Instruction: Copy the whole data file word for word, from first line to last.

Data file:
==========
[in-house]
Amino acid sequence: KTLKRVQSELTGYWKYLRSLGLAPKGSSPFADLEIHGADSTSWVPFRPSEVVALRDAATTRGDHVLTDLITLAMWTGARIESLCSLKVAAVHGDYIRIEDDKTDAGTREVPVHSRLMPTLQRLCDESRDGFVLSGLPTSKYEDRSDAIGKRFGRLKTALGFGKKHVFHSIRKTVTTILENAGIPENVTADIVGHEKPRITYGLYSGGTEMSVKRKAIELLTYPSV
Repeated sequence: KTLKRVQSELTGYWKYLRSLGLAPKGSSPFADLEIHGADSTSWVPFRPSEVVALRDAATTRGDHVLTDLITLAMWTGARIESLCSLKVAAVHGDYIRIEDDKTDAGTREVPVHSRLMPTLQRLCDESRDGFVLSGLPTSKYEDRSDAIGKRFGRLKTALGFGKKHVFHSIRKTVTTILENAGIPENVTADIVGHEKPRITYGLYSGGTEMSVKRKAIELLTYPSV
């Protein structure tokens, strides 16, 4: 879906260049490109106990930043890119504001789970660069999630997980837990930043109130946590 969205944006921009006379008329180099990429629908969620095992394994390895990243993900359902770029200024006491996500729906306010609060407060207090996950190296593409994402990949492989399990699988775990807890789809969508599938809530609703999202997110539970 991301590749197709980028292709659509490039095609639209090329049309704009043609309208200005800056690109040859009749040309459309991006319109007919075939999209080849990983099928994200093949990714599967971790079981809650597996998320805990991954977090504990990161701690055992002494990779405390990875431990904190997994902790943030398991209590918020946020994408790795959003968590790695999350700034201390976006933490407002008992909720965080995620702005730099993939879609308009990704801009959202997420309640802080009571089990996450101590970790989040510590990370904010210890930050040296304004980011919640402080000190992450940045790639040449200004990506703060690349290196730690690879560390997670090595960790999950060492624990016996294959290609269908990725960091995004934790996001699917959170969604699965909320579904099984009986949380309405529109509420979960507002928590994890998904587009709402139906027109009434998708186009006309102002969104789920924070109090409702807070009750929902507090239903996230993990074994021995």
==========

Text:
[in-house]
Amino acid sequence: KTLKRVQSELTGYWKYLRSLGLAPKGSSPFADLEIHGADSTSWVPFRPSEVVALRDAATTRGDHVLTDLITLAMWTGARIESLCSLKVAAVHGDYIRIEDDKTDAGTREVPVHSRLMPTLQRLCDESRDGFVLSGLPTSKYEDRSDAIGKRFGRLKTALGFGKKHVFHSIRKTVTTILENAGIPENVTADIVGHEKPRITYGLYSGGTEMSVKRKAIELLTYPSV
Repeated sequence: KTLKRVQSELTGYWKYLRSLGLAPKGSSPFADLEIHGADSTSWVPFRPSEVVALRDAATTRGDHVLTDLITLAMWTGARIESLCSLKVAAVHGDYIRIEDDKTDAGTREVPVHSRLMPTLQRLCDESRDGFVLSGLPTSKYEDRSDAIGKRFGRLKTALGFGKKHVFHSIRKTVTTILENAGIPENVTADIVGHEKPRITYGLYSGGTEMSVKRKAIELLTYPSV
């Protein structure tokens, strides 16, 4: 879906260049490109106990930043890119504001789970660069999630997980837990930043109130946590 969205944006921009006379008329180099990429629908969620095992394994390895990243993900359902770029200024006491996500729906306010609060407060207090996950190296593409994402990949492989399990699988775990807890789809969508599938809530609703999202997110539970 991301590749197709980028292709659509490039095609639209090329049309704009043609309208200005800056690109040859009749040309459309991006319109007919075939999209080849990983099928994200093949990714599967971790079981809650597996998320805990991954977090504990990161701690055992002494990779405390990875431990904190997994902790943030398991209590918020946020994408790795959003968590790695999350700034201390976006933490407002008992909720965080995620702005730099993939879609308009990704801009959202997420309640802080009571089990996450101590970790989040510590990370904010210890930050040296304004980011919640402080000190992450940045790639040449200004990506703060690349290196730690690879560390997670090595960790999950060492624990016996294959290609269908990725960091995004934790996001699917959170969604699965909320579904099984009986949380309405529109509420979960507002928590994890998904587009709402139906027109009434998708186009006309102002969104789920924070109090409702807070009750929902507090239903996230993990074994021995």